For your concentration courses, you can choose either the Commercial Track or the Personal Track.
Commercial Track Courses:
- CPCU551: Addressing Commercial Property Risk. Concerns the management of commercial property risks. Provides an overview of building and personal property insurance, including common coverage extensions. Also explains how to insure business income and transit exposures, and how to mitigate crime losses.
- CPCU 552: Addressing Commercial Liability Risk Explains the basics of commercial liability insurance, including business auto, workers’ compensation, professional liability, excess liability, and marine and aviation coverages.
- CPCU 553: Understanding Personal Insurance and Finance Explains personal coverages like personal auto and homeowners coverages. Also addresses financial planning, life and health insurance, retirement funding, and estate plans.
Personal Track Courses:
- CPCU 555: Developing Personal Insurance Solutions. Focuses on personal risks and insurance coverages. Explains how to customize personal auto coverage, protect residential property, manage homeowners’ liability, explore residential coverage options, and maximize personal lines profitability.
- CPCU 556: Planning Personal Financial Strategies. Explains how to recommend life insurance and annuities, maximize disability and health insurance, evaluate investment strategies, fund post-secondary education, fund retirement, establish an estate plan, and plan for taxes.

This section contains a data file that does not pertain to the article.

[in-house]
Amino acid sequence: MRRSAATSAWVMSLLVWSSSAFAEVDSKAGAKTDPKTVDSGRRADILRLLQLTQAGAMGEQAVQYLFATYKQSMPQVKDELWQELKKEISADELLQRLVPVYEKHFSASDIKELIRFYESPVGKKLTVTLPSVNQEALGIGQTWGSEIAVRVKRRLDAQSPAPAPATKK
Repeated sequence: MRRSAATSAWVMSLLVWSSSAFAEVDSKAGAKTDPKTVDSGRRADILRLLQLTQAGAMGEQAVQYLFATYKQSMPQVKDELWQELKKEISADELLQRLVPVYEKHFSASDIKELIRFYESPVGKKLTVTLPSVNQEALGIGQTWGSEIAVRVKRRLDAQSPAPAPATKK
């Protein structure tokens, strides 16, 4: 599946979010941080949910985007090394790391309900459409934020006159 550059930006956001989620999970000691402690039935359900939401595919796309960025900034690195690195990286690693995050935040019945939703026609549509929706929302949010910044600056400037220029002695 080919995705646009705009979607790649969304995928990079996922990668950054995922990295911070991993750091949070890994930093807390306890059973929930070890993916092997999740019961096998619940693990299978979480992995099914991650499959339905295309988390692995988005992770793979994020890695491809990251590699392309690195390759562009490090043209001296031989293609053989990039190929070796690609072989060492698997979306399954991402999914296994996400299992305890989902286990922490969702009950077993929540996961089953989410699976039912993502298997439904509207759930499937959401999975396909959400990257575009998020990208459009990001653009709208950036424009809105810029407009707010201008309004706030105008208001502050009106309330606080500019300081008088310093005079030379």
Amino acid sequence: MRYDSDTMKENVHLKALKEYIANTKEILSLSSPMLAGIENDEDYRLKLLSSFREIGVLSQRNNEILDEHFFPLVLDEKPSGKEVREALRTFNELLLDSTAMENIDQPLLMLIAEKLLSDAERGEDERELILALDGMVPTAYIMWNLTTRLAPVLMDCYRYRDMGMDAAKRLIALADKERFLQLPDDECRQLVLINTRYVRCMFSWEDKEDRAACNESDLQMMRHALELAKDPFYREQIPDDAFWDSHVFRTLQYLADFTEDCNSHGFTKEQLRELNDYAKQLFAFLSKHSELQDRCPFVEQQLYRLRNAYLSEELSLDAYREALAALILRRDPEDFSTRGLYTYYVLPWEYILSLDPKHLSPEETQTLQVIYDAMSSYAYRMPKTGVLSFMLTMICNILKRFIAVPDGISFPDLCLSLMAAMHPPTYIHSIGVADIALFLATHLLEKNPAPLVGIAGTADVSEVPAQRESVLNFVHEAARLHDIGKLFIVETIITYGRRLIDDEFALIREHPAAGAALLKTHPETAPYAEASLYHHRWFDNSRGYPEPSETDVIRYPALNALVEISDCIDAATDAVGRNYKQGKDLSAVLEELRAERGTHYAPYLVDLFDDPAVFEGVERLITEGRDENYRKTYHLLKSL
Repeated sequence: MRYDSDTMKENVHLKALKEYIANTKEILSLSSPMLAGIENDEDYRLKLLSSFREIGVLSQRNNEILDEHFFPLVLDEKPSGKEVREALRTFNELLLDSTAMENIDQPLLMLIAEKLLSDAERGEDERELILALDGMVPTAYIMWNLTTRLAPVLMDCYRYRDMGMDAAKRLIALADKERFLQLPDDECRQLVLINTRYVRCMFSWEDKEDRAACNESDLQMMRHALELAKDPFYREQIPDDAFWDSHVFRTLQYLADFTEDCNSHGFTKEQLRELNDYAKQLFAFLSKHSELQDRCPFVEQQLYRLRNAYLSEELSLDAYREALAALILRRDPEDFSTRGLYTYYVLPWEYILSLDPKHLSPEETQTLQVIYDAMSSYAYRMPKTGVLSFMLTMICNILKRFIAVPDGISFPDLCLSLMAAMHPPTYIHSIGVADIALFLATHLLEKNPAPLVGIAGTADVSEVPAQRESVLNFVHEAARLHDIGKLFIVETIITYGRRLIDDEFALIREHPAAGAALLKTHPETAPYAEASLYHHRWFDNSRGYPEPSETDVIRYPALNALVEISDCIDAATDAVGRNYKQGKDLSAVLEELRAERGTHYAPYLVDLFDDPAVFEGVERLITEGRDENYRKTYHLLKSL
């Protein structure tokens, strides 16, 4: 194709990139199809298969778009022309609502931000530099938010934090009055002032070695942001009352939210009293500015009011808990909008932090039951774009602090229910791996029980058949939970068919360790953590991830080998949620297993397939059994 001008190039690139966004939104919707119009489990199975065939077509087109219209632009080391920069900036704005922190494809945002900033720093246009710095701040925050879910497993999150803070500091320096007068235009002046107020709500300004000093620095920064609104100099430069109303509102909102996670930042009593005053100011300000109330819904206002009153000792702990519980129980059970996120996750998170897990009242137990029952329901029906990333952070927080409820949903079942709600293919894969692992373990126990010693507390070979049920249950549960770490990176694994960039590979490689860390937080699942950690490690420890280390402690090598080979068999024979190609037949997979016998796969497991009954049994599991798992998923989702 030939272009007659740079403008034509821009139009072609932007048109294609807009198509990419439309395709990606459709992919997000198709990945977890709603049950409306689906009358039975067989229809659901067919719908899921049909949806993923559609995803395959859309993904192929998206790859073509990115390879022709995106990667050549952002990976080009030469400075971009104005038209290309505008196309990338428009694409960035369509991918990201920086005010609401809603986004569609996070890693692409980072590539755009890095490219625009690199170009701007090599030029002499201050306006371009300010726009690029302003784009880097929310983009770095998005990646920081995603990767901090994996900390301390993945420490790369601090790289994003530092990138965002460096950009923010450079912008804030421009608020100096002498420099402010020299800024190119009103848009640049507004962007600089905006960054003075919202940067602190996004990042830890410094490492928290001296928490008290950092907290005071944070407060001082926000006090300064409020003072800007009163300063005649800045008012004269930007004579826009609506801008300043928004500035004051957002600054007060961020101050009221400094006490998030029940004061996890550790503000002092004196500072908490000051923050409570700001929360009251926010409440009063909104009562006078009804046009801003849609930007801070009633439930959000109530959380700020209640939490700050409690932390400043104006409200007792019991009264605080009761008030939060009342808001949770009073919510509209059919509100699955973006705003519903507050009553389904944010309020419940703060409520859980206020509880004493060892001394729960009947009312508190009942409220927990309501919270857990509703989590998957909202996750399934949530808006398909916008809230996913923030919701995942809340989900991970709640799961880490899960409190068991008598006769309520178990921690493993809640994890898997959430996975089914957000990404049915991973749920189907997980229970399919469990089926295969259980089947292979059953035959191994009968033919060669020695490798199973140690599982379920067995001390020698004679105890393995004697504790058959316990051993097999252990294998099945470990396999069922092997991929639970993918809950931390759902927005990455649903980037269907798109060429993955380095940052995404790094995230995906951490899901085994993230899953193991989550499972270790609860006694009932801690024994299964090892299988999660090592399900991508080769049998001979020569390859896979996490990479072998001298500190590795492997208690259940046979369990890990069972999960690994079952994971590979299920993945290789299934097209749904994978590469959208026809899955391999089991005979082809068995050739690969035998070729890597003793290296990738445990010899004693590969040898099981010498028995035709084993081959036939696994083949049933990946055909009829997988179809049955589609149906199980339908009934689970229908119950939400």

- CPCU 557: Understanding Commercial Risk. Provides an introduction to commercial risk and insurance. Explains building and personal property coverage, business income coverage, crime insurance, commercial general liability coverages, business auto insurance, and workers’ compensation.
- AIC 30: Claim Handling Principles and Practices. Explains the claim handling process, setting case reserves, investigating and documenting claims, dealing with fraud, and negotiating and litigating claims.
- AIDA 181: Big Data Analytics for Risk and Insurance. Provides an introduction to big data analysis, including data management, predictive modeling, and smart products technology.
- ARE 144: Reinsurance Principles and Practices. Provides an overview of reinsurance, including the types of reinsurance, the placement process, treaty clauses, and the various types of treaties.
- AU 60: Evaluating Commercial Underwriting Risks. Explains the commercial underwriting process, including the evaluation of insurance applicants, premium calculation, and effective communication and collaboration.
- Cyber 301: Managing Cyber Risk. Explains the fundamentals of cyber risk, including cyber exposures and mitigation, cyber regulation, and addressing cyber risk with insurance.
Finally, the CPCU program includes a mandatory (but free!) ethics course. Among other things, it explains why ethics is so important in the insurance industry. It also provides an overview of the nine CPCU Canons, and Disciplinary rules and procedures.
How To Prepare for an Exam
All CPCU exams are 65 minutes long and consist of 50 multiple-choice questions. The exams test your understanding of the material and your ability to apply what you’ve learned. You’re unlikely to pass a test based on memorization alone. Candidates who fail an exam can retake it up to four times in one year or twice within the same testing window. If you retake an exam within the same testing window, the retake will cost $80 less than the regular exam price.